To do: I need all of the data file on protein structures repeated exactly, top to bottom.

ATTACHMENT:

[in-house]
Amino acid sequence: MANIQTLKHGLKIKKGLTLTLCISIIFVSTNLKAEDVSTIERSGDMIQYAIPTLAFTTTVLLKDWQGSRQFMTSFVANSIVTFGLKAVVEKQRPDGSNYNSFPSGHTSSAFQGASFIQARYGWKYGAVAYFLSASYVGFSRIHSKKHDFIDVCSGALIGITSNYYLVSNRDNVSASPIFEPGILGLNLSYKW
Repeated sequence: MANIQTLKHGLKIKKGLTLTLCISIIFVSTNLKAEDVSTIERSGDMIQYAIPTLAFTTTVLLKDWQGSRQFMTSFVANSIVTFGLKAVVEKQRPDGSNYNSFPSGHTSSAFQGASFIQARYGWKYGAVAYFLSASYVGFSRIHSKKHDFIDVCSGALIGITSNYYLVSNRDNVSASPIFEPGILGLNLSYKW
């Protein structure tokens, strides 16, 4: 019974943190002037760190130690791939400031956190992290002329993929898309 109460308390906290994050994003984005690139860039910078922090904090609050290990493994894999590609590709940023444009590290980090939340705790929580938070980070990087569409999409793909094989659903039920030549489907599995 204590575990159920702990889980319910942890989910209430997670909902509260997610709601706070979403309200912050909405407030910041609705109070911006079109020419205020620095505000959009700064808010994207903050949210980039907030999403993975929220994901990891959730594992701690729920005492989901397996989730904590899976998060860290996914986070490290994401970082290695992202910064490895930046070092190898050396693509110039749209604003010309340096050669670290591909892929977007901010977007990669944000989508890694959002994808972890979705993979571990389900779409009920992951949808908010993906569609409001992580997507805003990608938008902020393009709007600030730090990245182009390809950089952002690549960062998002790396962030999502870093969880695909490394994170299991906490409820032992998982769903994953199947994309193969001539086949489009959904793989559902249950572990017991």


[in-house]
Amino acid sequence: MANIQTLKHGLKIKKGLTLTLCISIIFVSTNLKAEDVSTIERSGDMIQYAIPTLAFTTTVLLKDWQGSRQFMTSFVANSIVTFGLKAVVEKQRPDGSNYNSFPSGHTSSAFQGASFIQARYGWKYGAVAYFLSASYVGFSRIHSKKHDFIDVCSGALIGITSNYYLVSNRDNVSASPIFEPGILGLNLSYKW
Repeated sequence: MANIQTLKHGLKIKKGLTLTLCISIIFVSTNLKAEDVSTIERSGDMIQYAIPTLAFTTTVLLKDWQGSRQFMTSFVANSIVTFGLKAVVEKQRPDGSNYNSFPSGHTSSAFQGASFIQARYGWKYGAVAYFLSASYVGFSRIHSKKHDFIDVCSGALIGITSNYYLVSNRDNVSASPIFEPGILGLNLSYKW
């Protein structure tokens, strides 16, 4: 019974943190002037760190130690791939400031956190992290002329993929898309 109460308390906290994050994003984005690139860039910078922090904090609050290990493994894999590609590709940023444009590290980090939340705790929580938070980070990087569409999409793909094989659903039920030549489907599995 204590575990159920702990889980319910942890989910209430997670909902509260997610709601706070979403309200912050909405407030910041609705109070911006079109020419205020620095505000959009700064808010994207903050949210980039907030999403993975929220994901990891959730594992701690729920005492989901397996989730904590899976998060860290996914986070490290994401970082290695992202910064490895930046070092190898050396693509110039749209604003010309340096050669670290591909892929977007901010977007990669944000989508890694959002994808972890979705993979571990389900779409009920992951949808908010993906569609409001992580997507805003990608938008902020393009709007600030730090990245182009390809950089952002690549960062998002790396962030999502870093969880695909490394994170299991906490409820032992998982769903994953199947994309193969001539086949489009959904793989559902249950572990017991």